Explaining risk

It’s not enough to understand risk; project practitioners also must communicate it to stakeholders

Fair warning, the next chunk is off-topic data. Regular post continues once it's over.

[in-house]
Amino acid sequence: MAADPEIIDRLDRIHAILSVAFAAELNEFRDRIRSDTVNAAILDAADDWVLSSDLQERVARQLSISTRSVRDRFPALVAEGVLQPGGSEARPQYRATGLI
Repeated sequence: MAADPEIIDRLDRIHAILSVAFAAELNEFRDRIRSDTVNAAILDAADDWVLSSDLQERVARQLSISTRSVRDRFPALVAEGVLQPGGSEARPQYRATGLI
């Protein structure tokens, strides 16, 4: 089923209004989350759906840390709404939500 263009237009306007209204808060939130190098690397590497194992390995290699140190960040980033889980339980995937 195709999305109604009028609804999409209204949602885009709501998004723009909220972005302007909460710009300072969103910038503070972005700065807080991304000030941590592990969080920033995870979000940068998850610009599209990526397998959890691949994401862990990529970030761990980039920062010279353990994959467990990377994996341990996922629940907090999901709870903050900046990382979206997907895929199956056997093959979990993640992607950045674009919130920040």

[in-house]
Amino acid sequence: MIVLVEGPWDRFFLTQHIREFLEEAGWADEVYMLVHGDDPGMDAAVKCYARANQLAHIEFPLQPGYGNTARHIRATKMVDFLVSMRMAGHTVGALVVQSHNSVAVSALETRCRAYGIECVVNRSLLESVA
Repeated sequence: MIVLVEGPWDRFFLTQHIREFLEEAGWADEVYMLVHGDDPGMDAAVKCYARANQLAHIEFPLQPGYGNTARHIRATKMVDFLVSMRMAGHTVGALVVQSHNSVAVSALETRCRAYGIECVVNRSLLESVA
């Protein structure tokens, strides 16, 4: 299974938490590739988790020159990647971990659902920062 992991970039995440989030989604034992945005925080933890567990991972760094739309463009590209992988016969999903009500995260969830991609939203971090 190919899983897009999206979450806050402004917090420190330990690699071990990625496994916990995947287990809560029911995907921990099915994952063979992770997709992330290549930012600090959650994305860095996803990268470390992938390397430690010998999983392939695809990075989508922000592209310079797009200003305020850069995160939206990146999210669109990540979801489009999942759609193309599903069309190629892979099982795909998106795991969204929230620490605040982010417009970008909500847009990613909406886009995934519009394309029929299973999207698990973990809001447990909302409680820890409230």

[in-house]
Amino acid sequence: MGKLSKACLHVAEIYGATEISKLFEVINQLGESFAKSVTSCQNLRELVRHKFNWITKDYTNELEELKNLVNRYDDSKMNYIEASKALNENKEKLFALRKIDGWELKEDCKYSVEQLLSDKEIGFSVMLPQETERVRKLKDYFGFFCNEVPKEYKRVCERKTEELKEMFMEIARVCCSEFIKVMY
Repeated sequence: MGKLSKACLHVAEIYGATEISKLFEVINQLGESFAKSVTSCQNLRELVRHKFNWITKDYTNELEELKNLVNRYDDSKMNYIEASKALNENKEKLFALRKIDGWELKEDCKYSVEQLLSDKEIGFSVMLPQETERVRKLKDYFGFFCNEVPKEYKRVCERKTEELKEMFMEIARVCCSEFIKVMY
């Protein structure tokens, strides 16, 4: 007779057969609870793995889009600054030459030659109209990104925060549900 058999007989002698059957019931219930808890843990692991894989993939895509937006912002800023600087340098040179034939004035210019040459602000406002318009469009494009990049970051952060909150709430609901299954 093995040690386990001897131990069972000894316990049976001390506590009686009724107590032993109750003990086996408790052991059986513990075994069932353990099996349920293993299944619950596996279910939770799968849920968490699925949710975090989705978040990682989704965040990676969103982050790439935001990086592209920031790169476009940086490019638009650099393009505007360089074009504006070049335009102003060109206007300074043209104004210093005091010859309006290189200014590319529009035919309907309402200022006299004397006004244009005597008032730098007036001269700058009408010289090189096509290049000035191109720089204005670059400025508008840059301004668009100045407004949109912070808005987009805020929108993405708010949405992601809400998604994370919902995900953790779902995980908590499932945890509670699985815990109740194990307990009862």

Imagine a doctor who tells a patient that he's sick, but doesn't identify the illness. Or a mechanic who tells a customer her car is going to break down, but doesn't say when. This article discusses how project practitioners need to communicate with stakeholders. It notes that for every US$1 billion spent on projects, US$75 million is at risk due to ineffective communications. It explains how project success hinges on the communication of risk and describes the gap between the risks that threaten project outcomes and the stakeholders whose actions are required to address those risks. The article details how communicating risk requires understanding of how stakeholders like to communicate and highlights how stakeholder personalities and organizational roles can affect how project practitioners communicate and what they communicate. Next, it explains how risks worth communicating typically are those where the impact is real, large and immediate. For example, it describes how a product manager partners with stakeholders to develop a risk rating system to identify risks most worthy of their limited time and resources. Furthermore, the article examines how the best communicators connect with stakeholders early and often, noting how one PMO head hosts up to three risk management meetings per week during a project's planning stage. It also looks at how credibility with stakeholders can be increased and describes several ways to make risks relevant, describing how a mix of qualitative and quantitative communication is most effective. The article concludes by explaining how to streamline risk communication and suggests two levels of communication: summary and in-depth interview.
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